Finally, we have a data set with construct validity and with significantly reduced confounding factors. Once we crossed the threshold of roughly 17 000 map entries, we then applied a very strict set of criteria to filter the raw information, resulting in just over 3000 high-quality entries to the database and World Hum Map. If you are experienced in statistical techniques, then feel free to download the database, and let me know what you learn.
One risk of applying stringent criteria for map inclusion is that there will be people who feel excluded, marginalized, or that we don’t believe them. Nothing could be further from the truth. One important result of our project is the realization that not only is the world awash in unwanted and nuisance low-frequency sound and infrasound but also that many of these sounds share many characteristics with the World Hum. In some cases, it can take considerable effort to separate the two and to track down exactly what is causing the disturbance in question. Here is your guide for doing that.
On this last day of 2019, I admit to a sense of disappointment that I cannot devote more time to this project. I am also grateful that we have Henrik, one of our resident scientists, and Jason Lewis, our volunteer programmer, who have both done heavy lifting to help bring the 3.0 Hum Map to fruition.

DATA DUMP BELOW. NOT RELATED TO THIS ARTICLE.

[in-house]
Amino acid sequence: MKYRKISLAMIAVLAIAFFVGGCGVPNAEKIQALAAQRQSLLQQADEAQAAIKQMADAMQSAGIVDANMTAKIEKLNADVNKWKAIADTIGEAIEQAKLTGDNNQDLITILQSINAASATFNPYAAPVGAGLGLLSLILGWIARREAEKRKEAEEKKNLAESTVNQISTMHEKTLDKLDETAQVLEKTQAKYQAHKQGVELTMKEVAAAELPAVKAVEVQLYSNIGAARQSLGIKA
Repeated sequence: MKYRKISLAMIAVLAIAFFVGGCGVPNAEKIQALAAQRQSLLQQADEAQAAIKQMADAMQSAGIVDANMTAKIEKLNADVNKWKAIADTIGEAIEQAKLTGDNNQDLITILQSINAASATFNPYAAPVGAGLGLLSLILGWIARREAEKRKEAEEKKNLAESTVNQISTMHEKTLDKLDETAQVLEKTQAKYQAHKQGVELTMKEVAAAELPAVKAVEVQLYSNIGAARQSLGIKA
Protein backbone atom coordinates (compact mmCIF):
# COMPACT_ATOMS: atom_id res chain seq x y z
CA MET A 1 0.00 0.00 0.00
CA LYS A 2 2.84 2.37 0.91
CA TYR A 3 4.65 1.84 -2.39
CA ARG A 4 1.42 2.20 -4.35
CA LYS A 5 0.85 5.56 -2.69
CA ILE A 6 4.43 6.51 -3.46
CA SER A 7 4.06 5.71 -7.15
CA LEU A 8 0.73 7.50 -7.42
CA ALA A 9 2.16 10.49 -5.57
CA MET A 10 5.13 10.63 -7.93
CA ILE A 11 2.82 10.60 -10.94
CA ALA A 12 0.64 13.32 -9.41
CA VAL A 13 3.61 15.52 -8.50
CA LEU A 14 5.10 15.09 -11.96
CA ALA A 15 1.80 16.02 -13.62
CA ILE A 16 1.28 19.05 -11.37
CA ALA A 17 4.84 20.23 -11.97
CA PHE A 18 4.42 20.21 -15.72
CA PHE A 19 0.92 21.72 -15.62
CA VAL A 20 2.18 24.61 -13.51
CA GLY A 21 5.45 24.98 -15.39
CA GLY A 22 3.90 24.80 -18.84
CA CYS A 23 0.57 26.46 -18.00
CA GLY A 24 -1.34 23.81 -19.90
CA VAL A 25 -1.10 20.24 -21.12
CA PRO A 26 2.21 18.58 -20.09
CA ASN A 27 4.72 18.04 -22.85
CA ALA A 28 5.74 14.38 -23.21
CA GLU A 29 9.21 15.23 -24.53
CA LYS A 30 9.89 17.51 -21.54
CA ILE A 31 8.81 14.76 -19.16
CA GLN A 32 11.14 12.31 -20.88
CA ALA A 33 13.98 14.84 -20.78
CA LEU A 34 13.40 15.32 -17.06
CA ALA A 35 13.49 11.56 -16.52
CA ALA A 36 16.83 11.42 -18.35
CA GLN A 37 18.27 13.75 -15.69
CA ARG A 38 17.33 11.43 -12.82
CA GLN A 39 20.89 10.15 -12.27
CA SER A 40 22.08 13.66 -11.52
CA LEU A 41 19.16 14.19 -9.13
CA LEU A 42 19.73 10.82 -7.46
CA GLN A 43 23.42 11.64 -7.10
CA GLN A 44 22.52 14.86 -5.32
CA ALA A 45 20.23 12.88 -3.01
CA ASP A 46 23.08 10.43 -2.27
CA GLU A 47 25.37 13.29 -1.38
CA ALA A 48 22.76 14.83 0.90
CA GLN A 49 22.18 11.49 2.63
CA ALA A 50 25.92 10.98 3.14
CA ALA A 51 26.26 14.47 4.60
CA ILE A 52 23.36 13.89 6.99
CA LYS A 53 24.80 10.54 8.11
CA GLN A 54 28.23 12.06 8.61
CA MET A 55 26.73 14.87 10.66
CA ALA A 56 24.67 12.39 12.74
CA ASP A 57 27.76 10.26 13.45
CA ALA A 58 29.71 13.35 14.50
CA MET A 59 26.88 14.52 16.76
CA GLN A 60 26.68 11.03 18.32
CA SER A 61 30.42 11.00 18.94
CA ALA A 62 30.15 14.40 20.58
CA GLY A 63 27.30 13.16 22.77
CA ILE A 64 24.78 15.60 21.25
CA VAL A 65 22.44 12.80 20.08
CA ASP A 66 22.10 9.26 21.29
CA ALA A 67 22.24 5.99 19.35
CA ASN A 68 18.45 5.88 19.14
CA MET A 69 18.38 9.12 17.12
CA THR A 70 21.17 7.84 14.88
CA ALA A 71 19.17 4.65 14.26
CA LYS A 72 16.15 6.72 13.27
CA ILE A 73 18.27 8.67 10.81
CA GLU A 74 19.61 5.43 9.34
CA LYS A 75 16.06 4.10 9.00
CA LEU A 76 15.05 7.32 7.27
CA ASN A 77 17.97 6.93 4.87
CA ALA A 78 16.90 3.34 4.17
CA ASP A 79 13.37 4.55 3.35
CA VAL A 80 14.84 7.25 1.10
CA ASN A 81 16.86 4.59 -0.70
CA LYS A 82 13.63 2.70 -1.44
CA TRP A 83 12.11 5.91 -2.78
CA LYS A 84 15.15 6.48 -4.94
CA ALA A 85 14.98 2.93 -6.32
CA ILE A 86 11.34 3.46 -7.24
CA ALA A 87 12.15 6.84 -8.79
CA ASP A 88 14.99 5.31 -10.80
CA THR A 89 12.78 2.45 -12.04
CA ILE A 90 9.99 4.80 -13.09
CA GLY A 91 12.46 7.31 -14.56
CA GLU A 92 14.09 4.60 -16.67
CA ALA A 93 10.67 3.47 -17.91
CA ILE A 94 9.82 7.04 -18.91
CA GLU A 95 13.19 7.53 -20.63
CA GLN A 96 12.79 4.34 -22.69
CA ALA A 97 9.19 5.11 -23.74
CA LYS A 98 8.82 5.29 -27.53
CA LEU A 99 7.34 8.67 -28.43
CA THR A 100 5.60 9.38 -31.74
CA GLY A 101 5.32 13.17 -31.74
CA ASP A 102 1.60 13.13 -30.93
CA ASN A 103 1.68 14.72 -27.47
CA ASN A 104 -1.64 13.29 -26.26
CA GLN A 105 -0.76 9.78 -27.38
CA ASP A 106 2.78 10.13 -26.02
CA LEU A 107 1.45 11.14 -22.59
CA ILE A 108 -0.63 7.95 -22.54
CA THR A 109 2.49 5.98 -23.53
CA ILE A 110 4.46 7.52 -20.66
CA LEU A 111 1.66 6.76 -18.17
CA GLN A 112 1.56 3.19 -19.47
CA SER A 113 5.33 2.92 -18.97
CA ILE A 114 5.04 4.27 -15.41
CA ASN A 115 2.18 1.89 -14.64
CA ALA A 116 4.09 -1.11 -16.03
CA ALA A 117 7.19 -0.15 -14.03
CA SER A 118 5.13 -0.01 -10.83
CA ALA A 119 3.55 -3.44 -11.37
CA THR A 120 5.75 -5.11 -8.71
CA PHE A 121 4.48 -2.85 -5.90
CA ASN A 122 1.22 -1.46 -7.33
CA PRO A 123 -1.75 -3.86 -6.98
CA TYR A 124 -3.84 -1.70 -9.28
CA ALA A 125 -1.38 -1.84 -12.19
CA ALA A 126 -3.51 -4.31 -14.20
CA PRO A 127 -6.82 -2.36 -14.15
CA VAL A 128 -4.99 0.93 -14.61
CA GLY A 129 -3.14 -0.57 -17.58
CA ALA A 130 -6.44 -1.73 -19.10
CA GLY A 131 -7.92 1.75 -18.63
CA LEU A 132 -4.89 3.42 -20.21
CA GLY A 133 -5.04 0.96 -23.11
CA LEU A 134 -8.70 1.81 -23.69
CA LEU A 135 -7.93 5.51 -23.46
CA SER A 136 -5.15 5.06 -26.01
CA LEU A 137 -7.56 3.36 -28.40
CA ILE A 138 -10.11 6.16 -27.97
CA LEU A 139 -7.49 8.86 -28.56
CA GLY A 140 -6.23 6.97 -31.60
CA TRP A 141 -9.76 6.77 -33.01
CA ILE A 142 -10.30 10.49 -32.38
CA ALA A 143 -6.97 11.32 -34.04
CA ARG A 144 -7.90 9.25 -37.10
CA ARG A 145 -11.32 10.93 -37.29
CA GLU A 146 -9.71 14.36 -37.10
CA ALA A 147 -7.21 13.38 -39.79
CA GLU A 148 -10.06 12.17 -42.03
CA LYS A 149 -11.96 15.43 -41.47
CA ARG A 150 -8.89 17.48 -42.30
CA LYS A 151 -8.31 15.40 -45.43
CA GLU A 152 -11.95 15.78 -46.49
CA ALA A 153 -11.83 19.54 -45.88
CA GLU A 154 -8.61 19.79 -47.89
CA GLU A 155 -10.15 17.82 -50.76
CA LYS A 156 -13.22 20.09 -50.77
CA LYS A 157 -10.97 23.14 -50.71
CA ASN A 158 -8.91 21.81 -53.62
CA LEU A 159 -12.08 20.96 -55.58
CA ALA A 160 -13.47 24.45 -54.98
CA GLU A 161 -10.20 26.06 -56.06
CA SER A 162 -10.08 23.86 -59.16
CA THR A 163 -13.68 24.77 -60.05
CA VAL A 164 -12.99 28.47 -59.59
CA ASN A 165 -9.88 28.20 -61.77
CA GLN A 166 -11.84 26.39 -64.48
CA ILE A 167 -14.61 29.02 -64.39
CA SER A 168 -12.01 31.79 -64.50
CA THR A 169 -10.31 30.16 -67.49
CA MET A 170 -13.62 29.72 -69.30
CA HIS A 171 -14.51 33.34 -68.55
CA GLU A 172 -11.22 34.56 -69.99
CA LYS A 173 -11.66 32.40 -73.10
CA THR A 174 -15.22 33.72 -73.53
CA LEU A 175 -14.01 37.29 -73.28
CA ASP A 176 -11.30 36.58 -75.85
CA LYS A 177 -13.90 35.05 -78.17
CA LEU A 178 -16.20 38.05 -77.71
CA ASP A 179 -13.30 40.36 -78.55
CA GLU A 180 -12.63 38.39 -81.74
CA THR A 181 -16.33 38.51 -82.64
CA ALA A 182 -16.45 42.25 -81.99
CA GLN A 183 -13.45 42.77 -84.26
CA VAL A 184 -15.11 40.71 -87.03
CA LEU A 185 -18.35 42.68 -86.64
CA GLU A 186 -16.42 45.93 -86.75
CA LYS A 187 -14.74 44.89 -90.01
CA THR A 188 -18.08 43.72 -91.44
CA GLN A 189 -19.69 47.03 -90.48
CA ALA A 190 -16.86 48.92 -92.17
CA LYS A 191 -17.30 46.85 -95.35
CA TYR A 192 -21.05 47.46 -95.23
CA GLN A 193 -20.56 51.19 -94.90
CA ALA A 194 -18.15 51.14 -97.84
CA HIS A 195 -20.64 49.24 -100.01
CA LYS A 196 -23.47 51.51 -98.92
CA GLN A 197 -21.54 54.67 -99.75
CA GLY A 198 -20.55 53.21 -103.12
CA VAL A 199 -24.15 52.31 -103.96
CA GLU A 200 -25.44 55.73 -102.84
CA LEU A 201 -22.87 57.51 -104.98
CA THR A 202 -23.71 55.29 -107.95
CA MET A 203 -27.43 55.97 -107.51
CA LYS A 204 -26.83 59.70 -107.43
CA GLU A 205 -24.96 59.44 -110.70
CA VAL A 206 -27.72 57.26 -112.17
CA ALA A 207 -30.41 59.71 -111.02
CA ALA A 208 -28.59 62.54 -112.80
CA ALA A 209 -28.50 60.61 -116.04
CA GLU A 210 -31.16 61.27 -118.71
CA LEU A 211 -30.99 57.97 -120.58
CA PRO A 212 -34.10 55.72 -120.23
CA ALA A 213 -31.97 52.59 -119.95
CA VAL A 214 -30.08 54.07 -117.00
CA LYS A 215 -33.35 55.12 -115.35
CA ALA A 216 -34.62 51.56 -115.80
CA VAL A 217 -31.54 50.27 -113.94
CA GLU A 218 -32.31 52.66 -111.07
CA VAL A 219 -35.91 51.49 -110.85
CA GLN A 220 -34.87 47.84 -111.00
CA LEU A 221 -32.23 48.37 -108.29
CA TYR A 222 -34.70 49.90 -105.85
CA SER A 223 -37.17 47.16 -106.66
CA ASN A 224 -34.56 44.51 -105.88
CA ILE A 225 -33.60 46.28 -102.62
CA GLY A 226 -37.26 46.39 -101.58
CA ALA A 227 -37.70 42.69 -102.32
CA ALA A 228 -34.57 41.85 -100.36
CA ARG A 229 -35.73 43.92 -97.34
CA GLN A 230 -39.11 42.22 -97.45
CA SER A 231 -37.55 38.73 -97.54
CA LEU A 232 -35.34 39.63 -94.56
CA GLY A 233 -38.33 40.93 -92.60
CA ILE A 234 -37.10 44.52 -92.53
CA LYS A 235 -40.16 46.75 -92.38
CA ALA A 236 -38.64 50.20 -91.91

Slowly but surely we move toward the solution to this mystery. Just a few days ago, I chuckled out loud when, later at night, I heard that familiar distant idling engine noise and said to myself, “I wonder what that sound is?”. As long as I and others never lose that sense of scientific mystery and discovery, we will get to the bottom of it.
I am in Covid-19 self-isolation now, having just returned to Canada from work-related travel through St Petersburgh, Helsinki, Kyiv, and Toronto. I feel very grateful to be back on Canadian soil. I am currently asymptomatic, and I wish good health to all those who may have been exposed or are working to limit exposure to themselves and others.
I received an email from a sharp-eyed reader who noted that over the next while, Hum hearers will be able to tell us if the dramatic reduction in world air travel is connected in any way to the perception of low-frequency noise and infrasound.
No doubt there are countless people out there who are overwhelmed with uncertainty and anxiety over much more important matters – issues such as the safety of elderly loved ones, putting food on the table, and whether they will have a job, for example. My empathy goes out to them during these extraordinary times.
For Hum hearers who are safe, properly isolated, and have the mental space and need to keep their minds active, perhaps take some time at night to listen for the Hum. What you hear, or don’t hear, could add to what we know.
I urge everyone to help stop this pandemic and to attend to their physical and emotional health. For those of you who recognize a personal need to keep your mind engaged and focused, feel free to listen for the Hum, and tell us what you hear.
We have applied a very strict filter to our entire database (thanks to Henrik).